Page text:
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Bubble Science Experiments for the Big Kids

science experiments

I think all moms can agree that Real Mom Life isn’t quite how it looks in the stock photos or on Pinterest or Instagram. Instead of pristine white couches, you’ve got cracker crumbs in your cushions. Instead of Mom Laughing While Serving Her Kids Veggies, it’s Mom Crying While Cleaning Up Half of a PB&J That Was Flung Across the Room. Instead of fun times doing a cute craft, it’s “why am I even trying to do this when they lose interest in 30 seconds?”

Knowing all of this, I instructed my husband to test out the Discovery Store’s Bubble Science Kit, which I was sent for a review, when I was out of town. He’s a scientist, and he was pumped to test out the bubbles. And bubbles + kids pretty much equals their heads exploding with joy. The kit is designed for kids ages 9+, so it’s a little mature for my kids who are 5 and under, but I figured with adult supervision they’d be golden.

When I got back from out of town, before he passed out cold in sheer exhaustion and relief that he had backup again, I asked him how the bubbles went. He gave me an image that reassured me that my Pinterest-craft fails weren’t my fault; it’s hard to concentrate and do technical things with young kids who are so endlessly curious that they will put all the hands in all the bubbles while another one toddles around with markers with the caps off. (See: non-pristine couch.)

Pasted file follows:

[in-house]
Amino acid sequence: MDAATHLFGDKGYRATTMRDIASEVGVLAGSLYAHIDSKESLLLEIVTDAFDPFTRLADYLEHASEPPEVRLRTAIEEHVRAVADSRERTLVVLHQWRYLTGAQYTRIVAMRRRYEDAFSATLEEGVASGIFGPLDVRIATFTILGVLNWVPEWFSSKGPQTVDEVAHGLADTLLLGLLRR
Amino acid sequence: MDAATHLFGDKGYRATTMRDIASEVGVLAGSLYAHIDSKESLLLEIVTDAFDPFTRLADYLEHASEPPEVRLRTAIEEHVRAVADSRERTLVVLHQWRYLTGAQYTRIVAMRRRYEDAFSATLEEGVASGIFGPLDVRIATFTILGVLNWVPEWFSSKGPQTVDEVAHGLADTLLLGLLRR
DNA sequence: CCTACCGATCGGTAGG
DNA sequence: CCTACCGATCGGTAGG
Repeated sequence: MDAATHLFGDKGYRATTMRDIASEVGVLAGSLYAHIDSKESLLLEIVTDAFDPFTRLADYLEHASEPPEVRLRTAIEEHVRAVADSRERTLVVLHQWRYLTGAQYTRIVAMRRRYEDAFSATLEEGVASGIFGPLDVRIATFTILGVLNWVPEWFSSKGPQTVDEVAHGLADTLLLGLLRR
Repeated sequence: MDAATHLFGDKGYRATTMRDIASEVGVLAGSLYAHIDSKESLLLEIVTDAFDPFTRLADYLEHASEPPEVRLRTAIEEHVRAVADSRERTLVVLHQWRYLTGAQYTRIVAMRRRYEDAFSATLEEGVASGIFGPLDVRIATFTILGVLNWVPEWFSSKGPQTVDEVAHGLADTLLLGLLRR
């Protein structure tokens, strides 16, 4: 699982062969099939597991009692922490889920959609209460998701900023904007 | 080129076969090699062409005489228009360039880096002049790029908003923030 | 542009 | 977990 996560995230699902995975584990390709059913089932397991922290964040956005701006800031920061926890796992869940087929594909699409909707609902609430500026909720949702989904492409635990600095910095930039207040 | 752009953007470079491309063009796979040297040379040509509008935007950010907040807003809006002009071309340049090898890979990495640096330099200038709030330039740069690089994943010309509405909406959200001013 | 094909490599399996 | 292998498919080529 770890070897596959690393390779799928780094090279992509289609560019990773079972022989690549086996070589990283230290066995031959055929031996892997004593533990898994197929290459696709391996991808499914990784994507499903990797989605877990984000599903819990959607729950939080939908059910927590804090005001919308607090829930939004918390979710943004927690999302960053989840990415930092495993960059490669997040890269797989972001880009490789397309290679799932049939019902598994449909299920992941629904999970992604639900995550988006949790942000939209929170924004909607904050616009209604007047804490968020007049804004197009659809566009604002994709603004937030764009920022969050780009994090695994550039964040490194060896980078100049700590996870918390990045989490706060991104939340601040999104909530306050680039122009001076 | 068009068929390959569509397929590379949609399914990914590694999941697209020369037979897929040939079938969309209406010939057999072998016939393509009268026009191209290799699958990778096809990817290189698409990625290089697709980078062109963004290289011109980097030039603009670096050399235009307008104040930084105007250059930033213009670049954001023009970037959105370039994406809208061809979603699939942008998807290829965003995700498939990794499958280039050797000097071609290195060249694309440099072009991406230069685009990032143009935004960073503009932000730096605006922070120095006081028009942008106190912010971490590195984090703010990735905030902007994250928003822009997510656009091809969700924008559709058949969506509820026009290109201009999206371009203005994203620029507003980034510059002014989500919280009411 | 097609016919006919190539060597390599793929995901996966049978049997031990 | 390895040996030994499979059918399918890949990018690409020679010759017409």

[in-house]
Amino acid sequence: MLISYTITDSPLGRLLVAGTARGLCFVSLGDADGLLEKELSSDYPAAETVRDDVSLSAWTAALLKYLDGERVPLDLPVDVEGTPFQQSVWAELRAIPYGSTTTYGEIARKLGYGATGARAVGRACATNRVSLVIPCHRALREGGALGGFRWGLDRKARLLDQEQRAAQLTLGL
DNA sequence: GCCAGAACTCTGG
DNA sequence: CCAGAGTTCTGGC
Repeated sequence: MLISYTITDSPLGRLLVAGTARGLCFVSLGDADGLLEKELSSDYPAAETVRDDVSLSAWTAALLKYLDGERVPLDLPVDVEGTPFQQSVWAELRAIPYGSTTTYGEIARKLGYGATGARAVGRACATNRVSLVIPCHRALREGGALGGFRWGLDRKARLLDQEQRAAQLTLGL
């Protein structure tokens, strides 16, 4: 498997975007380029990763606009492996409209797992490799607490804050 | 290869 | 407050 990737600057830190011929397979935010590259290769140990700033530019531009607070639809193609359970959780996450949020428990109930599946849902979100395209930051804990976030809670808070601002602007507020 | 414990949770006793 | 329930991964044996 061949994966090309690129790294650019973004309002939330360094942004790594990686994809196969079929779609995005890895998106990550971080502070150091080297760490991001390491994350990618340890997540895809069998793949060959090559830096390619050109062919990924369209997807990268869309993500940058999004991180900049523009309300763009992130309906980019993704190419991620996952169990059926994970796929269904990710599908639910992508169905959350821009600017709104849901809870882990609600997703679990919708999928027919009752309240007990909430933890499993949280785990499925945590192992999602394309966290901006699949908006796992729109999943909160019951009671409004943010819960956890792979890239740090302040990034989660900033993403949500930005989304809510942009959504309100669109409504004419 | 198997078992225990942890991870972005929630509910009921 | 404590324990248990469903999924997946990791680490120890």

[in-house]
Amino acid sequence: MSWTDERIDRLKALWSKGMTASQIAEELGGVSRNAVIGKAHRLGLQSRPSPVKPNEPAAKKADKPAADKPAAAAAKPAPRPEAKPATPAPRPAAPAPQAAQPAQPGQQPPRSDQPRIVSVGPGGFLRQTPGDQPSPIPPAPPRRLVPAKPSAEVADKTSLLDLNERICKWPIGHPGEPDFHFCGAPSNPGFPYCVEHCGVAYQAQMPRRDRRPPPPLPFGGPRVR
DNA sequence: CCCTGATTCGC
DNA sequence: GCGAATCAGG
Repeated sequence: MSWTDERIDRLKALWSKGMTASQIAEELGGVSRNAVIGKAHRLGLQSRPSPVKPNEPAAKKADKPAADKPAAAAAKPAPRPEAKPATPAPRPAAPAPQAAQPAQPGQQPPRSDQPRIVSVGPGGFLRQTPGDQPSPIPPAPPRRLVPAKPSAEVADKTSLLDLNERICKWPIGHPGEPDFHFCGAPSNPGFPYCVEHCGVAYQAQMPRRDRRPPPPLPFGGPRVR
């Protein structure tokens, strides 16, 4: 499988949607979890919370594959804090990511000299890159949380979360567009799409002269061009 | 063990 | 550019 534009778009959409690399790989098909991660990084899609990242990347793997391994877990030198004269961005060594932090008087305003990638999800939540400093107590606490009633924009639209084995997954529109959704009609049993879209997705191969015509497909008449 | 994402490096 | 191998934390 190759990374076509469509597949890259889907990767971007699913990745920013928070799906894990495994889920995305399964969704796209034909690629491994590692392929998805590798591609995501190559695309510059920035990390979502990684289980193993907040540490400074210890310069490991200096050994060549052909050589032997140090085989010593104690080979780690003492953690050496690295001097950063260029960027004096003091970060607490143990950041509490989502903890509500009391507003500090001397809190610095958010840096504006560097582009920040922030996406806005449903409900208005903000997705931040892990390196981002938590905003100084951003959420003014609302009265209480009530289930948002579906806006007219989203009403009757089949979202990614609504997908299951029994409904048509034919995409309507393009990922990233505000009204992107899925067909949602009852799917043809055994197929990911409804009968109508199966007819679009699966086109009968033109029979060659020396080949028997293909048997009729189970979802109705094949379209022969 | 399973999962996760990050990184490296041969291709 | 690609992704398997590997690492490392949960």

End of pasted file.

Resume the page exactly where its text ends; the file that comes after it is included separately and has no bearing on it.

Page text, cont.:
Even though chaos ensued for us trying out our bubbles, it doesn’t take away the kick-ass nature of the set. For about $35, you get a kit with bubble concentrate, a 48-page manual chock full of bubble tips and trucks and 29 experiments, along with accessories needed for some of the projects. You’ll have to supply some items yourself for some of the experiments, like coins, paper clips and thread — along with some items that will likely require a trip to the store, like distilled water, glycerin and 1 meter of flexible wire.

While there are lots of experiments with making bubbles and giant bubbles, there is a lot to be learned here too for the science-minded kiddo. Kids will learn about surface tension, geometric shapes and how to conduct experiments. The book is a great guide, but also encourages creativity, which I love. It’s bound to be a bit messy, but it’s a perfect “toy” for warm summer days for outdoor play. Tip: Humidity is a friend to the bubble, so the higher the humidity, the longer the bubbles will stick around!

Have you ever done science projects that are just a little ahead of the age of your kids? Patience, it is a virtue!Erin

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